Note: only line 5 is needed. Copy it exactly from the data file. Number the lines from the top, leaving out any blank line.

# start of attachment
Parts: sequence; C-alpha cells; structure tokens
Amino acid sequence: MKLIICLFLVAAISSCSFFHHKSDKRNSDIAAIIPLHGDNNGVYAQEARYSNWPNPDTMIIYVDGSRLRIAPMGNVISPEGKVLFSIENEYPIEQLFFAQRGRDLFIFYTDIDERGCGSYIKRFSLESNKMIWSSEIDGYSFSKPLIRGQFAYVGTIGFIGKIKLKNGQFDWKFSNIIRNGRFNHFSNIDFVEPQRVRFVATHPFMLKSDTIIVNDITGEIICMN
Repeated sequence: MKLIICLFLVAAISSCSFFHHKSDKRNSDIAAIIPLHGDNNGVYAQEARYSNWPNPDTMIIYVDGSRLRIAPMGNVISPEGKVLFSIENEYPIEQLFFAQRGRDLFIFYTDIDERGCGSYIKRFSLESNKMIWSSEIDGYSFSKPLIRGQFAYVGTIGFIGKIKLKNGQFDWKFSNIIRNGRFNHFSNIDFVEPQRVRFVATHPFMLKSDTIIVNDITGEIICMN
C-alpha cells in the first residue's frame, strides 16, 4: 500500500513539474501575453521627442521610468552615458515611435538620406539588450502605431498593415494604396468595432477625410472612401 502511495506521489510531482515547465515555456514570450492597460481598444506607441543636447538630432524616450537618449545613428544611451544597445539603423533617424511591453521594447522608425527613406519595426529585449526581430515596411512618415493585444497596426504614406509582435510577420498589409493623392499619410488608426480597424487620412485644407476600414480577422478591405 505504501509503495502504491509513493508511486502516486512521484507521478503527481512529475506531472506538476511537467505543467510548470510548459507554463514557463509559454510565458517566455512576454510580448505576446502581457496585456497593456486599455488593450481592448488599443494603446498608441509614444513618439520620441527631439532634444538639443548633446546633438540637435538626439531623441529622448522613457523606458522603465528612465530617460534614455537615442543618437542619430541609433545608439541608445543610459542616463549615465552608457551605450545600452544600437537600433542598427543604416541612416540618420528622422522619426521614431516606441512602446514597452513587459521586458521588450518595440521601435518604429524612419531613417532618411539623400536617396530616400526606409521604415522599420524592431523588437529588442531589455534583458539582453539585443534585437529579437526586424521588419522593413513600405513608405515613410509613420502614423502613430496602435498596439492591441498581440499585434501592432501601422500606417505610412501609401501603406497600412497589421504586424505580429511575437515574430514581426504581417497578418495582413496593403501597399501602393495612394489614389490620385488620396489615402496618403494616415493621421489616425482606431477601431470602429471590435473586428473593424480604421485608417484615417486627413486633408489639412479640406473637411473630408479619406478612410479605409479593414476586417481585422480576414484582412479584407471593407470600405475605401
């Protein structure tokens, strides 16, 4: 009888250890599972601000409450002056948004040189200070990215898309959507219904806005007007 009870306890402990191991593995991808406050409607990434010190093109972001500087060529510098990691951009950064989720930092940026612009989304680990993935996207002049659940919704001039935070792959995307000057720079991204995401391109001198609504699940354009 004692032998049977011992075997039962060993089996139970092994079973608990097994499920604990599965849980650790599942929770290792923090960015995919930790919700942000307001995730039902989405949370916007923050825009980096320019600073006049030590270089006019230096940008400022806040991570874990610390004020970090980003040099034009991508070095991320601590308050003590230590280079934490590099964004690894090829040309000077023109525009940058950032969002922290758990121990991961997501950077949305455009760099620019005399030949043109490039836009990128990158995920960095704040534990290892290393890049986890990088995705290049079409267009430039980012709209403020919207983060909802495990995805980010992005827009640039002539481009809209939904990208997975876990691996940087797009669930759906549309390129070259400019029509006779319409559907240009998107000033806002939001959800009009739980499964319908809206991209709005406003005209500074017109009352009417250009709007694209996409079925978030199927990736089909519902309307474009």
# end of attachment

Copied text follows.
């Protein structure tokens, strides 16, 4: 009888250890599972601000409450002056948004040189200070990215898309959507219904806005007007 009870306890402990191991593995991808406050409607990434010190093109972001500087060529510098990691951009950064989720930092940026612009989304680990993935996207002049659940919704001039935070792959995307000057720079991204995401391109001198609504699940354009 004692032998049977011992075997039962060993089996139970092994079973608990097994499920604990599965849980650790599942929770290792923090960015995919930790919700942000307001995730039902989405949370916007923050825009980096320019600073006049030590270089006019230096940008400022806040991570874990610390004020970090980003040099034009991508070095991320601590308050003590230590280079934490590099964004690894090829040309000077023109525009940058950032969002922290758990121990991961997501950077949305455009760099620019005399030949043109490039836009990128990158995920960095704040534990290892290393890049986890990088995705290049079409267009430039980012709209403020919207983060909802495990995805980010992005827009640039002539481009809209939904990208997975876990691996940087797009669930759906549309390129070259400019029509006779319409559907240009998107000033806002939001959800009009739980499964319908809206991209709005406003005209500074017109009352009417250009709007694209996409079925978030199927990736089909519902309307474009």